It’s a lovely camping jacket and goes really nicely inside a sleeping bag. The Thermoball is also a smart choice for general active use or a warm round the town layer. Because of their size, the three pockets are enough and the tough material means it’s good to wear every day. With the variety of colours and the option to have it unhooded make it versatile and it’s got quite a cool style. More details below!
Thermoball Eco Options and Alternatives
The North Face released the Thermoball Eco which is made from 100% recycled materials!
It’s got pretty much an identical spec to the original Thermoball so it’s the perfect option for ethical adventurers and impressive step towards sustainability.
As well as finding nearly 10 different colours, new North Face releases also include:
- A hoodless option, a vest and a long version for women
- A more fashionably-styled Snap Jacket
- The Triclimate which has a 3-in-1 layering system and can be worn separately as weather permits
- A heavier-duty Thermoball Super hoodie which has nearly double the insulation designed for harsh climates
Check out the full Thermoball range on The North Face Website and then save money with the links below!
Is the Thermoball worth the money?
Currently, a men’s Thermoball hoodie sells for less than £100 on Amazon (at the time of writing this the same style as mine was £74). Considering the practicality and durability of the jacket I think it’s well worth the money. It’s considerably cheaper than similar options from other outdoor brands and despite 9 months of almost constant abuse, it’s showing no signs of giving up.
Rather than buying specific hiking, climbing, cycling jackets etc. this jacket lends itself to well to a variety of outdoor pursuits, it excels in a range of temperatures and can deal with rain and moisture. Yes, the breathability isn’t great and some more stretch in the materials might be useful for climbing but overall it’s a solid all-rounder. Plus, if it does get hotter you can stow it away easily.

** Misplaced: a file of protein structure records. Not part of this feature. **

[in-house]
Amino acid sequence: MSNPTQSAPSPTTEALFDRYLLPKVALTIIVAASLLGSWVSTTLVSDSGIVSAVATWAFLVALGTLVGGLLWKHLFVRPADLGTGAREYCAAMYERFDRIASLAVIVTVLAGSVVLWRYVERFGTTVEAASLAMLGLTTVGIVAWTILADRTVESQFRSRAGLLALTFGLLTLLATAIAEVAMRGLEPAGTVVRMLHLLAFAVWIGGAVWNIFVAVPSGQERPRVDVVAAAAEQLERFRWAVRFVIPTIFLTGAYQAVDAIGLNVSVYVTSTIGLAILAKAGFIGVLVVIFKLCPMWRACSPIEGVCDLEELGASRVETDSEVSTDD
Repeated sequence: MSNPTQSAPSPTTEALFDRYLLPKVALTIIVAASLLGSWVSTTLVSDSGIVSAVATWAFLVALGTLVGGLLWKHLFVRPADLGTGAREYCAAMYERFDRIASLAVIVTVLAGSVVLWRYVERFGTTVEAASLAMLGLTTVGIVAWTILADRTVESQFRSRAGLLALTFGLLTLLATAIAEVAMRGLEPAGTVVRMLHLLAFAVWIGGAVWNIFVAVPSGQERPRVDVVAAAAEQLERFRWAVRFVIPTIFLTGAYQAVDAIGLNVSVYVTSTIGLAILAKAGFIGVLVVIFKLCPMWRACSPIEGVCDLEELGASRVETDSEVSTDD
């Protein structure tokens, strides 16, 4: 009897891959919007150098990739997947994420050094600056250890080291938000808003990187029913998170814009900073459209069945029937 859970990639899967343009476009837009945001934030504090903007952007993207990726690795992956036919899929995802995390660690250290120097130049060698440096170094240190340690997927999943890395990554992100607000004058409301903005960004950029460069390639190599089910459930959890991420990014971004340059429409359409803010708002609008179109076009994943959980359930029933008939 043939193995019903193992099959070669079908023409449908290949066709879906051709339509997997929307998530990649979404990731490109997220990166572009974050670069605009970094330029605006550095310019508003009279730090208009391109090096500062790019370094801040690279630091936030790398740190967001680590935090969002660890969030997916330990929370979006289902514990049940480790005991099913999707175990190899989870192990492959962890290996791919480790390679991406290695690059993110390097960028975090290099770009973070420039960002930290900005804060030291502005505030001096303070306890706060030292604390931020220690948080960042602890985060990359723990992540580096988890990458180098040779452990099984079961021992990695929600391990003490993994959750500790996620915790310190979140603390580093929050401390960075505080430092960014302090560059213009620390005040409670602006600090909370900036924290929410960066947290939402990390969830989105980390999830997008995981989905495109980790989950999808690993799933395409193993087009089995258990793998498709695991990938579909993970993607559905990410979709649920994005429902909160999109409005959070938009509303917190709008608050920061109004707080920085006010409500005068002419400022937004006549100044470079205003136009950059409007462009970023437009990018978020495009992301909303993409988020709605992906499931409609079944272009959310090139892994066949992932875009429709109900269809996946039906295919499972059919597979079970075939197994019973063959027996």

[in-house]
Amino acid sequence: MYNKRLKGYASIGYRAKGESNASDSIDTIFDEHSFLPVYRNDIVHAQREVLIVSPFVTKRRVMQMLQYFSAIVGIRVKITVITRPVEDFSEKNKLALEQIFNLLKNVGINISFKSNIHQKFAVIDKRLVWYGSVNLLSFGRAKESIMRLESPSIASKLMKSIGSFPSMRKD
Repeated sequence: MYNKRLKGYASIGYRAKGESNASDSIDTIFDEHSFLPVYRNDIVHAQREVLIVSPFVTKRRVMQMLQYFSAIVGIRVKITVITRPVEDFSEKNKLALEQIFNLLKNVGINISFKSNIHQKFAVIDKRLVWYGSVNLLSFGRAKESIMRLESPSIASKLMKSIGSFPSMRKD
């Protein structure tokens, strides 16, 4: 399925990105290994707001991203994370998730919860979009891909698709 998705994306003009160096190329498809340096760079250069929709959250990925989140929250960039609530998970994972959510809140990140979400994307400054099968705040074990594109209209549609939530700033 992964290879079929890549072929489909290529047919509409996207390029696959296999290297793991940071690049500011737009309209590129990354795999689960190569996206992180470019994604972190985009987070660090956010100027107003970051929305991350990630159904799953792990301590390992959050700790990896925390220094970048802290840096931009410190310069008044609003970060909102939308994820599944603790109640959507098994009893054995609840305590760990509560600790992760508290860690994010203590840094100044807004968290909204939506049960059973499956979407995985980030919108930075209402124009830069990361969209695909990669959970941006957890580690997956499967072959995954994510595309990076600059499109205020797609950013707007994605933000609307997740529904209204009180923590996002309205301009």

I’d recommend it to hikers, climbers, bike tourers and for everyday use, as a 3 season option or a whole year warmer with the right layering.
The North Face Thermoball Hoodie Review – 9 Months Later!
After 9 months of adventuring and wear and tear I’m glad I opted for a Thermoball. It makes you feel much more confident heading into the wilderness with the right insulated layer, knowing you’ll be okay if the weather changes.
I mentioned in the opening lines about seriously prioritising shoes, a waterproof and an insulated jacket – this is a really valuable step to take. Save money on the other items but make sure you can rely on these, you won’t regret it. If you’re looking for an insulated layer for under £100 to take on a variety of outdoor adventures, this jacket should be a go-to choice!